Behavioral Science In Marketing

Better late than never? Throughout my five-decade career as a Psychologist consulting on matters related to pharmaceutical marketing, I have always believed that the body of knowledge comprising the “behavioral sciences” was essential to understand if a drug company is going to market effectively. For example, ThinkGen’s Habit EngineeringSM paradigm, which focuses on marketing by developing physician habits rather than on influencing their decisions, takes me right back to graduate school and B.F. Skinner. You know, the “press the bar, get the pellet” guy who founded Behaviorism.

But check out this article. What you will see being put forth is the idea that now, in an era empowered by digital media, it is suddenly really important to rely on the behavioral sciences to make the new media really sing and dance.  

Bottom Line. You know what? I think that the experts commenting in this article are correct. The behavioral sciences have been around for a long time, but they are taking on new roles. With digital media, we can use the behavioral sciences as the basis for customizing messages in ways heretofore impossible. We’re even starting to see behavioral science based apps being used for therapeutic purposes like curbing drug addiction, facilitating  weight loss, etc.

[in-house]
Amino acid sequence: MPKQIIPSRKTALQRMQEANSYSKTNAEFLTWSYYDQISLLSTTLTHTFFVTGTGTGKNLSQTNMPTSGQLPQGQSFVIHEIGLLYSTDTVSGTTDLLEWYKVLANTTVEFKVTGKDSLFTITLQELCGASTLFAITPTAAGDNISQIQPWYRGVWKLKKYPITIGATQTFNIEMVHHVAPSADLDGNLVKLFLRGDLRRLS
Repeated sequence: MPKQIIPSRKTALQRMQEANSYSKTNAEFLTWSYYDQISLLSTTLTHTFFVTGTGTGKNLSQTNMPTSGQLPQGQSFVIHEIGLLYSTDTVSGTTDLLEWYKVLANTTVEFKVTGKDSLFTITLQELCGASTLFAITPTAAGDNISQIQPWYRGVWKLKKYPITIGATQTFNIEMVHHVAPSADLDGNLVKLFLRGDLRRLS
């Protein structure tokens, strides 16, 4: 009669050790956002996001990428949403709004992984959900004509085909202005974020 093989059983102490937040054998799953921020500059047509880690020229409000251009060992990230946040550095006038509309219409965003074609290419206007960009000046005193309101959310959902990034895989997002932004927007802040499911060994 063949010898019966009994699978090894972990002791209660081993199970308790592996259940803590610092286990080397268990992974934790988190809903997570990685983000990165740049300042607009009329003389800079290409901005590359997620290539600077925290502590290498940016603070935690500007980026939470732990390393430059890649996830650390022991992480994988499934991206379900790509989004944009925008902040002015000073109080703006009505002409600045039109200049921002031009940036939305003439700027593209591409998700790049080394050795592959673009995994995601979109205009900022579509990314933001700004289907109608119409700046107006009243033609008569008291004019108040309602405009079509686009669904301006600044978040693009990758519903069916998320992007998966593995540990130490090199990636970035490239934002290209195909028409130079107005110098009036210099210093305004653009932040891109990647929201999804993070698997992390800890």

BUT. At a public health level, we are seeing an important failure to utilize the principles of psychology to influence people to socially distance, wash their hands, etc.

My prediction? As set forth very well in this article, one of the most important learnings from the pandemic will be that the people who are making health policy decisions will need to read a book on Health Psychology (there are plenty of really good texts with that title), or at least consult with a member of Division 38, Health Psychology, of which I am a proud card carrying member.

Should be good for business!

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